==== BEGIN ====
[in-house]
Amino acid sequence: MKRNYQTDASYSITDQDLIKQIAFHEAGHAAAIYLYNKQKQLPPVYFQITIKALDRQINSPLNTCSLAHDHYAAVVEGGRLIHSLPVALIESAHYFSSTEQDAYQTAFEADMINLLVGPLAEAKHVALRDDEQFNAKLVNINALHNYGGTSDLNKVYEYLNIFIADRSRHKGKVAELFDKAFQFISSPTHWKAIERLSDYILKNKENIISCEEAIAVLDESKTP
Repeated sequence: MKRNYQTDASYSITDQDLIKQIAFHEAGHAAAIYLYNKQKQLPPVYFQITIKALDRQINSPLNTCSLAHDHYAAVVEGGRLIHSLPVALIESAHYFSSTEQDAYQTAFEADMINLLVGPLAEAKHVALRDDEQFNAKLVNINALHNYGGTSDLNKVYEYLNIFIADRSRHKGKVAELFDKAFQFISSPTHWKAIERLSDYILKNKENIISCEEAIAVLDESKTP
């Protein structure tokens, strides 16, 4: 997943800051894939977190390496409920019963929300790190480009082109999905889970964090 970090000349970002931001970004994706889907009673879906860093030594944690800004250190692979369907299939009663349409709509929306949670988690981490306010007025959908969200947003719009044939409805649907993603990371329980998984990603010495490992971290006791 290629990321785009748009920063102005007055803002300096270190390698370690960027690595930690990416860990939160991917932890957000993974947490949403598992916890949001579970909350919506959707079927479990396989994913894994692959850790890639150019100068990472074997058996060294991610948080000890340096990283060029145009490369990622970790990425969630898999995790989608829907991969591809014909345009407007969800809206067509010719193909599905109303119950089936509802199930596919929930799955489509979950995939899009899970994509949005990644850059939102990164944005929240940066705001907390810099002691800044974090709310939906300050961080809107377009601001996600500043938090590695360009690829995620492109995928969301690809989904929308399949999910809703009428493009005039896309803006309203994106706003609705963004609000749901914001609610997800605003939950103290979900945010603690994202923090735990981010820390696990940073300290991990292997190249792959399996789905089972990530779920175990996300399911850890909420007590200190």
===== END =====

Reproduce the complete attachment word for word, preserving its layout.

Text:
[in-house]
Amino acid sequence: MKRNYQTDASYSITDQDLIKQIAFHEAGHAAAIYLYNKQKQLPPVYFQITIKALDRQINSPLNTCSLAHDHYAAVVEGGRLIHSLPVALIESAHYFSSTEQDAYQTAFEADMINLLVGPLAEAKHVALRDDEQFNAKLVNINALHNYGGTSDLNKVYEYLNIFIADRSRHKGKVAELFDKAFQFISSPTHWKAIERLSDYILKNKENIISCEEAIAVLDESKTP
Repeated sequence: MKRNYQTDASYSITDQDLIKQIAFHEAGHAAAIYLYNKQKQLPPVYFQITIKALDRQINSPLNTCSLAHDHYAAVVEGGRLIHSLPVALIESAHYFSSTEQDAYQTAFEADMINLLVGPLAEAKHVALRDDEQFNAKLVNINALHNYGGTSDLNKVYEYLNIFIADRSRHKGKVAELFDKAFQFISSPTHWKAIERLSDYILKNKENIISCEEAIAVLDESKTP
């Protein structure tokens, strides 16, 4: 997943800051894939977190390496409920019963929300790190480009082109999905889970964090 970090000349970002931001970004994706889907009673879906860093030594944690800004250190692979369907299939009663349409709509929306949670988690981490306010007025959908969200947003719009044939409805649907993603990371329980998984990603010495490992971290006791 290629990321785009748009920063102005007055803002300096270190390698370690960027690595930690990416860990939160991917932890957000993974947490949403598992916890949001579970909350919506959707079927479990396989994913894994692959850790890639150019100068990472074997058996060294991610948080000890340096990283060029145009490369990622970790990425969630898999995790989608829907991969591809014909345009407007969800809206067509010719193909599905109303119950089936509802199930596919929930799955489509979950995939899009899970994509949005990644850059939102990164944005929240940066705001907390810099002691800044974090709310939906300050961080809107377009601001996600500043938090590695360009690829995620492109995928969301690809989904929308399949999910809703009428493009005039896309803006309203994106706003609705963004609000749901914001609610997800605003939950103290979900945010603690994202923090735990981010820390696990940073300290991990292997190249792959399996789905089972990530779920175990996300399911850890909420007590200190």